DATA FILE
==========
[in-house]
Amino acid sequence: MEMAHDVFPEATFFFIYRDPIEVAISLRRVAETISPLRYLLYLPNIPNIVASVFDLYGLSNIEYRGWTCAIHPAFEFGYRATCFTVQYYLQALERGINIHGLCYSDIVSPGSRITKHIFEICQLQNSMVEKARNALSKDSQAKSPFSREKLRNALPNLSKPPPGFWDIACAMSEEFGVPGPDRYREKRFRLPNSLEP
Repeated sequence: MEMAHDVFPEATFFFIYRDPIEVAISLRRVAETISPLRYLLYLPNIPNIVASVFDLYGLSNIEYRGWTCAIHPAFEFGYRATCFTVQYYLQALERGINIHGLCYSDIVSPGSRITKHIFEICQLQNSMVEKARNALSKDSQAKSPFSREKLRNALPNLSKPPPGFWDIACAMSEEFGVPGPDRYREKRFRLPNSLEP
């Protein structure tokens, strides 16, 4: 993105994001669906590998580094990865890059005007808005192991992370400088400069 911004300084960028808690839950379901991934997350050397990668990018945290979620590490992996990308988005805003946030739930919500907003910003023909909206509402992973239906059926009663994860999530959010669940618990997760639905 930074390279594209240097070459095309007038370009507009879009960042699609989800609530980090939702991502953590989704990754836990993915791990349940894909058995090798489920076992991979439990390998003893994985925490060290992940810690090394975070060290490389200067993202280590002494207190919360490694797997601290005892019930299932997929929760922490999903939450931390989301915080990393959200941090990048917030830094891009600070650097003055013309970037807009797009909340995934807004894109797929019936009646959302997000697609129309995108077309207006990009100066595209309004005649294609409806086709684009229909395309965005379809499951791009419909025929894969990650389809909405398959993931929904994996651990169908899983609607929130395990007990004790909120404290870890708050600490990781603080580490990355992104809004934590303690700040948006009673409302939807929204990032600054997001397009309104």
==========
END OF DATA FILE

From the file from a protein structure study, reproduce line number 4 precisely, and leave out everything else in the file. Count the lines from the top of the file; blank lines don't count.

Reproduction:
């Protein structure tokens, strides 16, 4: 993105994001669906590998580094990865890059005007808005192991992370400088400069 911004300084960028808690839950379901991934997350050397990668990018945290979620590490992996990308988005805003946030739930919500907003910003023909909206509402992973239906059926009663994860999530959010669940618990997760639905 930074390279594209240097070459095309007038370009507009879009960042699609989800609530980090939702991502953590989704990754836990993915791990349940894909058995090798489920076992991979439990390998003893994985925490060290992940810690090394975070060290490389200067993202280590002494207190919360490694797997601290005892019930299932997929929760922490999903939450931390989301915080990393959200941090990048917030830094891009600070650097003055013309970037807009797009909340995934807004894109797929019936009646959302997000697609129309995108077309207006990009100066595209309004005649294609409806086709684009229909395309965005379809499951791009419909025929894969990650389809909405398959993931929904994996651990169908899983609607929130395990007990004790909120404290870890708050600490990781603080580490990355992104809004934590303690700040948006009673409302939807929204990032600054997001397009309104």